Key Terms 91

Assess Your Understanding 93

References 94

5 Geospatial Technologies and Emergency Management 97

Introduction 98

51 Geospatial Technologies and Emergency Management 99

511 Elements of GT 99

512 Use of GT to Answer Questions in Emergency Management 100

52 GT Across the Human-Hazard Interface 100

521 Our People 100

522 Limitations of Census Data 101

53 Our Resources 104

531 Understanding Critical Infrastructure 104

532 Understanding Critical Social Infrastructure 105

533 Resources of Social Importance 106

534 Spatial Video Geonarrative 107

54 Understanding Our Hazards 108

541 Natural Hazards Casualties in the United States 108

542 Hazard Zonation 109

543 Our Human-Hazard Interface 110

544 Understanding Overlays and Buffers 110

55 Dissemination and Hazard Communication 112

551 Contribution of Google Earth 113

56 Summary 113

57 Conclusions 115

Key Terms 116

Assess Your Understanding 117

References 117

6 Direct and Remote Sensing Systems: Describing and Detecting Hazards 120

Introduction 121

61 Data Collection 121

62 Weather Stations 124

621 Weather Station Data 125

622 Weather Station Networks 126

623 Geospatial Multi?]agency Coordination Wildfire Application 127

63 Water Data Sensors 128

631 Flood Warning Systems for Local Communities 128

632 Rain and Stream Gauges 130

633 How a USGS Stream Gauge Works 130

634 The USGS Stream Gaging Program 131

635 Using USGS Stream?]flow Data for Emergency Management 131

64 Air Sensors 132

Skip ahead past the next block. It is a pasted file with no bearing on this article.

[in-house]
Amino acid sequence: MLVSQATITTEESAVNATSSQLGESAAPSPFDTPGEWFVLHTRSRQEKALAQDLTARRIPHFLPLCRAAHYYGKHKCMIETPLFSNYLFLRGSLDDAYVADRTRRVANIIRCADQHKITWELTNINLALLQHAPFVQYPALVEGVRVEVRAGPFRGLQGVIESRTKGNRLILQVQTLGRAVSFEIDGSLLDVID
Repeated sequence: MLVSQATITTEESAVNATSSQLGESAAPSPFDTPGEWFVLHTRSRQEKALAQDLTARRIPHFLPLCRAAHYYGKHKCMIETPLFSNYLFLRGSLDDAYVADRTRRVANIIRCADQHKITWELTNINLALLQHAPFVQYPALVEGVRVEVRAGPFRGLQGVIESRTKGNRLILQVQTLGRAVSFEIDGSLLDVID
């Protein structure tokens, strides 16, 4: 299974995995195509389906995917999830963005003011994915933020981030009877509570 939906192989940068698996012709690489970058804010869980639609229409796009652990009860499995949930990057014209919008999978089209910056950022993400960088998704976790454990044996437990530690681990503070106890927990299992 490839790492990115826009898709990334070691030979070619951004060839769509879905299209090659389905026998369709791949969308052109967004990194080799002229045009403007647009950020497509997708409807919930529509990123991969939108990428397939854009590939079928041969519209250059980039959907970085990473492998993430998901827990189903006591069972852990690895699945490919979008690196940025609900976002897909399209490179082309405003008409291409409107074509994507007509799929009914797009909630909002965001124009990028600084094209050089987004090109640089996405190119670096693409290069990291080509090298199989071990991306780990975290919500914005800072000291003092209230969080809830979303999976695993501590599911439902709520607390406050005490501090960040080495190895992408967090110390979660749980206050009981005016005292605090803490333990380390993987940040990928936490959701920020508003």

641 Outdoor Air Quality Sensors 132

642 Chemical Sensors 133

65 Evaluating the Technology 133

66 Remote Sensing 134

661 An Overview of Remote Sensing 135

662 Optical Satellite Remote Sensing 136

663 Satellite Remote Sensing of Weather 145

664 Radar Imaging 147

665 Manned and Unmanned Airborne Remote Sensing 147

67 Using and Assessing Data 150

68 Trends in Remote and Direct Sensing

Technology 151

Summary 151

Key Terms 152

Online Resources 154

Assess Your Understanding 155

References 155

7 Emergency Management Decision Support Systems: Using Data to Manage Disasters 157

Introduction 158

71 Emergency Management Information Systems and Networks 158

72 Evaluating Information Systems 161

721 Quality 161

722 Timeliness 161

723 Completeness 162

724 Performance 162

73 Federal, State, and Local Information Systems 163

731 Management Information Systems 163

732 The National Emergency Management Information System 163

733 Computer Aided Management of Emergency Operations 164

74 Using Data 165

741 Databases 166

742 Data Dictionary (Meta?]data) 166

75 Evaluating Databases 168

76 Using Emergency Management Databases 169

761 HAZUS?]MH Datasets 171

77 Management Roles in Decision Support Systems 171

78 Obtaining Data from Public Federal Data Sources 172

79 The Future of Decision Support Systems: The Intelligent Community 173

Summary 174

Key Terms 174

Assess Your Understanding 174

References 175

8 Warning Systems: Alerting the Public to Danger 177

Introduction 178

81 Warning Systems 178

811 Key Information 178

812 Key Components of Warning Systems 178

813 Warning Subsystems 179

82 Detection and Management 180

821 Case Study: Detection at a Local Level 180

822 National Weather Service 182

823 Case Study: Detection at a National Level 184

83 Issuing Warnings 185

831 Technical Issues 185

832 Organizational Issues 185

833 Societal Issues 187

84 Types of Warning Systems 187

841 Sirens 188

842 The Emergency Alert System 188

843 Phone Alert Systems: Reverse 911 190

844 Disadvantages of Phone Notification Systems 190